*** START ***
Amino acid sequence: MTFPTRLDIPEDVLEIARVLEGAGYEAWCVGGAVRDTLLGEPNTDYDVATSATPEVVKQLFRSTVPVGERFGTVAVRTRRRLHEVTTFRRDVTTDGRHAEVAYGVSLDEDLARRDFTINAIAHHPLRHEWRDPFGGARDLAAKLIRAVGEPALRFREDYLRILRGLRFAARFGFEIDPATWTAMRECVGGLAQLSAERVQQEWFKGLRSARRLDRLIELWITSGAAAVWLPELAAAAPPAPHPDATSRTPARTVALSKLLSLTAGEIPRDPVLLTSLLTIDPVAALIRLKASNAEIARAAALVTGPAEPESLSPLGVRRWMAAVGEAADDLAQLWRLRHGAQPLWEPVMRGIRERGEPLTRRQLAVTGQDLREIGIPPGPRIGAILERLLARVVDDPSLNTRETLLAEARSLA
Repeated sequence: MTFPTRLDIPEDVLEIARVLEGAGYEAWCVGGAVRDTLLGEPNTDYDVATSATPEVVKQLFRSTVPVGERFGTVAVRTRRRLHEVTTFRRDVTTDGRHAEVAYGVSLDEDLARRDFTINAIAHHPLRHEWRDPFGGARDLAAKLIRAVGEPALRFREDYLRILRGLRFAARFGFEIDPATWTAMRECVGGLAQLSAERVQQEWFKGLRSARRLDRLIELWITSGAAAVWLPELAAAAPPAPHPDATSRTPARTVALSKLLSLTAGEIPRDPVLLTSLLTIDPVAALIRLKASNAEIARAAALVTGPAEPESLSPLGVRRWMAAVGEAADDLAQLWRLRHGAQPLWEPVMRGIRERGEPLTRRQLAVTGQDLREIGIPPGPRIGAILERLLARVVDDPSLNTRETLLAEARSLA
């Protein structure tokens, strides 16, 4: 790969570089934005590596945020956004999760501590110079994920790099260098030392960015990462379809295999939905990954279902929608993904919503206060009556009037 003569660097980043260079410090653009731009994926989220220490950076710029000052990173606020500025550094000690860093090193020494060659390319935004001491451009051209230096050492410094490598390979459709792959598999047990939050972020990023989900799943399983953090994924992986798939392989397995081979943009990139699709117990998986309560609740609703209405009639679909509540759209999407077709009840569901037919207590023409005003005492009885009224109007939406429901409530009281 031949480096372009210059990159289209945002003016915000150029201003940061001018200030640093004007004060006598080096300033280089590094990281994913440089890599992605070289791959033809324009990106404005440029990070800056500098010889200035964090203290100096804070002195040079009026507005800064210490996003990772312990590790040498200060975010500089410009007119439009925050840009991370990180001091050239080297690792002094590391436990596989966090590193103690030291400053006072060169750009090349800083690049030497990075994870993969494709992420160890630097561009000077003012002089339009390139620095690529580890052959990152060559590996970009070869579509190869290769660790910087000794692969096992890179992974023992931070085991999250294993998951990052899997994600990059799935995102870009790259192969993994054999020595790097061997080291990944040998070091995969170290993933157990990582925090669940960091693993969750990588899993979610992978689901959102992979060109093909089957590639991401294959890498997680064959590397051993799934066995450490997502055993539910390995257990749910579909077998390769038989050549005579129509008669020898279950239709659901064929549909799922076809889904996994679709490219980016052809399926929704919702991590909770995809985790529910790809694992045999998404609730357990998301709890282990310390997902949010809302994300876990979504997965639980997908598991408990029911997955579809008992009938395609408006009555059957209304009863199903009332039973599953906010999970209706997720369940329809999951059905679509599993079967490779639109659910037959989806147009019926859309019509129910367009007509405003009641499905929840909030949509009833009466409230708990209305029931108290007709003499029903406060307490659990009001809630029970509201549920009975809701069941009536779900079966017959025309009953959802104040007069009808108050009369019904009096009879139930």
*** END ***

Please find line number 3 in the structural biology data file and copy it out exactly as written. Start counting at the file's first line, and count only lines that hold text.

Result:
């Protein structure tokens, strides 16, 4: 790969570089934005590596945020956004999760501590110079994920790099260098030392960015990462379809295999939905990954279902929608993904919503206060009556009037 003569660097980043260079410090653009731009994926989220220490950076710029000052990173606020500025550094000690860093090193020494060659390319935004001491451009051209230096050492410094490598390979459709792959598999047990939050972020990023989900799943399983953090994924992986798939392989397995081979943009990139699709117990998986309560609740609703209405009639679909509540759209999407077709009840569901037919207590023409005003005492009885009224109007939406429901409530009281 031949480096372009210059990159289209945002003016915000150029201003940061001018200030640093004007004060006598080096300033280089590094990281994913440089890599992605070289791959033809324009990106404005440029990070800056500098010889200035964090203290100096804070002195040079009026507005800064210490996003990772312990590790040498200060975010500089410009007119439009925050840009991370990180001091050239080297690792002094590391436990596989966090590193103690030291400053006072060169750009090349800083690049030497990075994870993969494709992420160890630097561009000077003012002089339009390139620095690529580890052959990152060559590996970009070869579509190869290769660790910087000794692969096992890179992974023992931070085991999250294993998951990052899997994600990059799935995102870009790259192969993994054999020595790097061997080291990944040998070091995969170290993933157990990582925090669940960091693993969750990588899993979610992978689901959102992979060109093909089957590639991401294959890498997680064959590397051993799934066995450490997502055993539910390995257990749910579909077998390769038989050549005579129509008669020898279950239709659901064929549909799922076809889904996994679709490219980016052809399926929704919702991590909770995809985790529910790809694992045999998404609730357990998301709890282990310390997902949010809302994300876990979504997965639980997908598991408990029911997955579809008992009938395609408006009555059957209304009863199903009332039973599953906010999970209706997720369940329809999951059905679509599993079967490779639109659910037959989806147009019926859309019509129910367009007509405003009641499905929840909030949509009833009466409230708990209305029931108290007709003499029903406060307490659990009001809630029970509201549920009975809701069941009536779900079966017959025309009953959802104040007069009808108050009369019904009096009879139930």